Light is a form of energy that travels in the form of electromagnetic waves. Optics is a branch of physics that deals with the properties and applications of light. We use a variety of optical instruments in our everyday lives. In science laboratories, microscopes are unavoidable. In the educational, scientific, and entertainment fields, telescopes, binoculars, cameras, and projectors are used. You will learn about spherical mirrors in this lesson (concave and convex). You will also learn about light's properties, such as
When light rays fall on a smooth surface(such as a mirror), they get reflected. This reflection of light rays follows certain laws. You might have studied laws of reflection in your lower classes. Let us study them in a detailed manner.
Laws of reflection:
Consider a plane mirror \(MM'\) as shown in the below diagram. Imagine a light ray \(AO\) incident on the plane mirror at \(O\). The ray \(AO\) is called incident ray. As soon as the incident ray falls on the mirror, the plane mirror reflects the light ray along \(OB\). The ray \(OB\) is called a reflected ray. Draw a line \(ON\) at \(O\) perpendicular to \(MM'\). This line \(ON\) is called normal.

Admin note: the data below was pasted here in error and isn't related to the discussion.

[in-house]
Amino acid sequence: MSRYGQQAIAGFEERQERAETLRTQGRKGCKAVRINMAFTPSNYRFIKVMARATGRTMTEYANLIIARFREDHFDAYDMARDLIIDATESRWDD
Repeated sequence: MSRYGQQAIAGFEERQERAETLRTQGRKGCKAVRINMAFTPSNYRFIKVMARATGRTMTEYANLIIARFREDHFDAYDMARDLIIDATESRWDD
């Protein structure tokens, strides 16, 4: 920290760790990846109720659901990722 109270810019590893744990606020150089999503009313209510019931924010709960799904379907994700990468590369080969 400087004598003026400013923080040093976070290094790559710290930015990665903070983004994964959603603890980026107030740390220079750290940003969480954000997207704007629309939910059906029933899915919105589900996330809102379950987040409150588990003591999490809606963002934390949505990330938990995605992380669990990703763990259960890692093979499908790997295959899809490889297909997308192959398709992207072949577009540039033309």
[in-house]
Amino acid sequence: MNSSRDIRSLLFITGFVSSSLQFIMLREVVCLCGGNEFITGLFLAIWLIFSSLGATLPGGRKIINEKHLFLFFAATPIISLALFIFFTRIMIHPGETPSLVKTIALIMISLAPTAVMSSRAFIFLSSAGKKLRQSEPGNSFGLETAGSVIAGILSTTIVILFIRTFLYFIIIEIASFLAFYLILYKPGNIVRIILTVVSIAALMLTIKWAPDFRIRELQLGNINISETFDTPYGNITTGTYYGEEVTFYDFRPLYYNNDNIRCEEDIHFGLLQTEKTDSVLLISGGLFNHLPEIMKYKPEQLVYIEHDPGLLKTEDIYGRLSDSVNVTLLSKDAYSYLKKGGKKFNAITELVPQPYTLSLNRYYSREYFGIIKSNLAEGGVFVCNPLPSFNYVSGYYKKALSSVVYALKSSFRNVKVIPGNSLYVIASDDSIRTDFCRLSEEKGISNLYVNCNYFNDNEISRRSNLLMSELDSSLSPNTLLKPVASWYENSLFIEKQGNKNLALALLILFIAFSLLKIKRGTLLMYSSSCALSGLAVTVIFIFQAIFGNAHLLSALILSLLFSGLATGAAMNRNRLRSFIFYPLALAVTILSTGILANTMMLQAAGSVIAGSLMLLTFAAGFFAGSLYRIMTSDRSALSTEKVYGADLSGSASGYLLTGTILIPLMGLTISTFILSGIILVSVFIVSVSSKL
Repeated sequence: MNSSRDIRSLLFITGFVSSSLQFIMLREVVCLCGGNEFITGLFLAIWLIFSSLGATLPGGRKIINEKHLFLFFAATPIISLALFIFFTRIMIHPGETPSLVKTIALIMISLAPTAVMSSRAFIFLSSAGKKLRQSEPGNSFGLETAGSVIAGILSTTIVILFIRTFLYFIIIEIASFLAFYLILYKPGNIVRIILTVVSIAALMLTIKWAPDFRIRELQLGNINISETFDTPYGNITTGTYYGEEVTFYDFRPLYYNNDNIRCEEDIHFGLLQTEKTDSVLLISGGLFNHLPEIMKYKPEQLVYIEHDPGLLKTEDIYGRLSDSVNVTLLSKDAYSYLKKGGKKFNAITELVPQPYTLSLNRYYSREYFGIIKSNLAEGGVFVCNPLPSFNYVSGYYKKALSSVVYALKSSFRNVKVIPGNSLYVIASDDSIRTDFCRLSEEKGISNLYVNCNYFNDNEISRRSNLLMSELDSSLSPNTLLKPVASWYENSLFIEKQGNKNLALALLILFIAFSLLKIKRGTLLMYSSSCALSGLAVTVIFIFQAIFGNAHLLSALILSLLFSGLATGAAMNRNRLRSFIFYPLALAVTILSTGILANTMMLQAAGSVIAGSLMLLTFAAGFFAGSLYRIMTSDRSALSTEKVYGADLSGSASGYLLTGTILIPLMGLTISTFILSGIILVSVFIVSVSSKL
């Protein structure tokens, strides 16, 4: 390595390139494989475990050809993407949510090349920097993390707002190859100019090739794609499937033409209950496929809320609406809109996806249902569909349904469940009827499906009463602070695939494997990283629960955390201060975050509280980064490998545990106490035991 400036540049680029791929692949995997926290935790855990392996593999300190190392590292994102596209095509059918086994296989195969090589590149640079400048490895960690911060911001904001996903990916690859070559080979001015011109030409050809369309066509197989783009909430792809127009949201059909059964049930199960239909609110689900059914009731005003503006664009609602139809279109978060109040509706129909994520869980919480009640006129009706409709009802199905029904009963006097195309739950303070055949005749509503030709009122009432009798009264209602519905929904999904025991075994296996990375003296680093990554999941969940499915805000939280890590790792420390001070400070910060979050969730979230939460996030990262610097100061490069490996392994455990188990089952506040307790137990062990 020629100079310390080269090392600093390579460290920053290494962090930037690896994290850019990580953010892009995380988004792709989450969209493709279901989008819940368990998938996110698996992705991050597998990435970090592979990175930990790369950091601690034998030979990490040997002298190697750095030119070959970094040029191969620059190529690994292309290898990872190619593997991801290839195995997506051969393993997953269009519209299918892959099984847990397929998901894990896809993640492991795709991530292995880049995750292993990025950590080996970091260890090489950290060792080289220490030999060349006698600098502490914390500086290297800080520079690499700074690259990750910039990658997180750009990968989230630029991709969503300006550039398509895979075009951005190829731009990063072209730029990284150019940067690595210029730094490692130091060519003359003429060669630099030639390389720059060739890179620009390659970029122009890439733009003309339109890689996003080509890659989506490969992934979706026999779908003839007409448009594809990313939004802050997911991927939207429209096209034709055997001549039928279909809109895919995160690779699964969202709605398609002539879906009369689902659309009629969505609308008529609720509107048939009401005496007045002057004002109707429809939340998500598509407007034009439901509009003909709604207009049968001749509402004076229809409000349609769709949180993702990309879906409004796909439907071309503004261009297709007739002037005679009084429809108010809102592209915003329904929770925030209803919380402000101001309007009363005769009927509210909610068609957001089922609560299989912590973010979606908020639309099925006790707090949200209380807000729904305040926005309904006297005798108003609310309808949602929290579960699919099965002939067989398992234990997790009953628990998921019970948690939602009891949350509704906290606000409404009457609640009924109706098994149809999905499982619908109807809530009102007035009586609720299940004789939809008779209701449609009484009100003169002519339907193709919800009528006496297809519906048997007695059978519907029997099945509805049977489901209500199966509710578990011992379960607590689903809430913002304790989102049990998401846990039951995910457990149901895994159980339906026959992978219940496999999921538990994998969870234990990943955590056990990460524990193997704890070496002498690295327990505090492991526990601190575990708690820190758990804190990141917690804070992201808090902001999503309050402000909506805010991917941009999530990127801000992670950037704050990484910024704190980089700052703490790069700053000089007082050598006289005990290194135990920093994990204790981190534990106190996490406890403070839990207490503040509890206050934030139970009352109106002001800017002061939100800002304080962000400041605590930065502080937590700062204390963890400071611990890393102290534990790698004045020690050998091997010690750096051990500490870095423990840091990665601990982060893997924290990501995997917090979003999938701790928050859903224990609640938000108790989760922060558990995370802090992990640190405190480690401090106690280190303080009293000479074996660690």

Reflection of light ray
Angle of incidence(\(i\)):
The angle made by the incident ray AO with the normal is called the angle of incidence (\(i\)).
Angle of reflection(\(r\)):
The reflected ray OB makes an angle with the normal, and this is called the angle of reflection (\(r\)).
From the figure, it is very clear that the angle of incidence is equal to the angle of reflection. i.e., \(i\) \(=\) \(r\). Also, the incident ray, the reflected ray and the normal at the point of incidence all lie in the same plane.
Laws of reflection are given as:
- The incident ray, the reflected ray and the normal at the point of incidence all lie in the same plane.
- The angle of incidence is equal to the angle of reflection.